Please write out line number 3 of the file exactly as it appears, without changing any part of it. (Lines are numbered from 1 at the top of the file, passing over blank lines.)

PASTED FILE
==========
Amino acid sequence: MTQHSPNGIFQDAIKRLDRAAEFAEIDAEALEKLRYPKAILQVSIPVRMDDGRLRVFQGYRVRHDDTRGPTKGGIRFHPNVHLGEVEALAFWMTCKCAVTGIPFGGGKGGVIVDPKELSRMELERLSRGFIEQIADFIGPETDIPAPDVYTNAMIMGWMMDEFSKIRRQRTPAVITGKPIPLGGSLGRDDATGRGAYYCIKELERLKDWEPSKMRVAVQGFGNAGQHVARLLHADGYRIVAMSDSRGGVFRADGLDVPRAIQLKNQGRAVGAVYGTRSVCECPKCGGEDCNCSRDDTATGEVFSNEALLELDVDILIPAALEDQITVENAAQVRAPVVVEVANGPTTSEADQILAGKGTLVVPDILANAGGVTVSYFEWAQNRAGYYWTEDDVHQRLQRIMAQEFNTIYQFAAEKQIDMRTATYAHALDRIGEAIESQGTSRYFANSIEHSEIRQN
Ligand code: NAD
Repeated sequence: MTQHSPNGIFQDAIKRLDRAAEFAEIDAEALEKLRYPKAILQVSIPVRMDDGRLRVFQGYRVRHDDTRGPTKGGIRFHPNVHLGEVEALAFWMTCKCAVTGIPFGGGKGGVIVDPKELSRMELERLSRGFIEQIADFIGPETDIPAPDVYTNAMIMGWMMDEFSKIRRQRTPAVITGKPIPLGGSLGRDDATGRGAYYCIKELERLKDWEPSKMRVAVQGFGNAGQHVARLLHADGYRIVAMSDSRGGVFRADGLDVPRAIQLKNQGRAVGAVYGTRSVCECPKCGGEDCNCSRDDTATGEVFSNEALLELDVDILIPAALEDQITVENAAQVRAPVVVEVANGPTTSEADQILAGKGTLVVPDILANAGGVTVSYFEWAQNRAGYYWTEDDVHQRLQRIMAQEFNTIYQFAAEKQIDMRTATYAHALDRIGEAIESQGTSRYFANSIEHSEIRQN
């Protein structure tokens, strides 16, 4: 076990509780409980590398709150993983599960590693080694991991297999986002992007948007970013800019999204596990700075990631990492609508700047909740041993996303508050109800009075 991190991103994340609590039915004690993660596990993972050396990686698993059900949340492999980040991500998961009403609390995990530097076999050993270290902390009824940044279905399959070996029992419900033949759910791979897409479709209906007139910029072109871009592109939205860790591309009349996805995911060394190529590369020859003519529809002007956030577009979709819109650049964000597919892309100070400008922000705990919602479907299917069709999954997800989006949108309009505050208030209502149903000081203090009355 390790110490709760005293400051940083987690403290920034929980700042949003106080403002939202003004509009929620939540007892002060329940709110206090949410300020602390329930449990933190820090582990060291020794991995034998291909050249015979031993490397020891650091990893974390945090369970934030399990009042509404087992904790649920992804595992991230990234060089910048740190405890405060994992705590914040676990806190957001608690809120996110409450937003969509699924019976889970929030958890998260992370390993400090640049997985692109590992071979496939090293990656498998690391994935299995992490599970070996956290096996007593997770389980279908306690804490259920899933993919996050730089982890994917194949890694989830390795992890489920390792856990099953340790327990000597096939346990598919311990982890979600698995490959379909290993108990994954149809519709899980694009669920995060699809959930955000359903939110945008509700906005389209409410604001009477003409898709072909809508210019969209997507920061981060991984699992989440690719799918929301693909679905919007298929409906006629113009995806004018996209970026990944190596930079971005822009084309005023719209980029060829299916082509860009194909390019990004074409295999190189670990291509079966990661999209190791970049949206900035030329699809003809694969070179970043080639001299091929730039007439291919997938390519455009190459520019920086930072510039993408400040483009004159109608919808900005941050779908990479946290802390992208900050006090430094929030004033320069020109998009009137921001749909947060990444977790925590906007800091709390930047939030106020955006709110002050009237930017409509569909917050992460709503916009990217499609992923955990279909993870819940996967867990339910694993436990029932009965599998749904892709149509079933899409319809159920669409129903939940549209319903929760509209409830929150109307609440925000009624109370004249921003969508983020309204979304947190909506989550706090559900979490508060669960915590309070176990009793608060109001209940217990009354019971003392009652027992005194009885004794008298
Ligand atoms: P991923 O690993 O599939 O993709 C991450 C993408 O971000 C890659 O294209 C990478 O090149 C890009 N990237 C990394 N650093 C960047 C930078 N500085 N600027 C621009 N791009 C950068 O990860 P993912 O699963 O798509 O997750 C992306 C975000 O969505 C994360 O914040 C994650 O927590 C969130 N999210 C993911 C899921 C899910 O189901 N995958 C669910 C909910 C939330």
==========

Repeated sequence: MTQHSPNGIFQDAIKRLDRAAEFAEIDAEALEKLRYPKAILQVSIPVRMDDGRLRVFQGYRVRHDDTRGPTKGGIRFHPNVHLGEVEALAFWMTCKCAVTGIPFGGGKGGVIVDPKELSRMELERLSRGFIEQIADFIGPETDIPAPDVYTNAMIMGWMMDEFSKIRRQRTPAVITGKPIPLGGSLGRDDATGRGAYYCIKELERLKDWEPSKMRVAVQGFGNAGQHVARLLHADGYRIVAMSDSRGGVFRADGLDVPRAIQLKNQGRAVGAVYGTRSVCECPKCGGEDCNCSRDDTATGEVFSNEALLELDVDILIPAALEDQITVENAAQVRAPVVVEVANGPTTSEADQILAGKGTLVVPDILANAGGVTVSYFEWAQNRAGYYWTEDDVHQRLQRIMAQEFNTIYQFAAEKQIDMRTATYAHALDRIGEAIESQGTSRYFANSIEHSEIRQN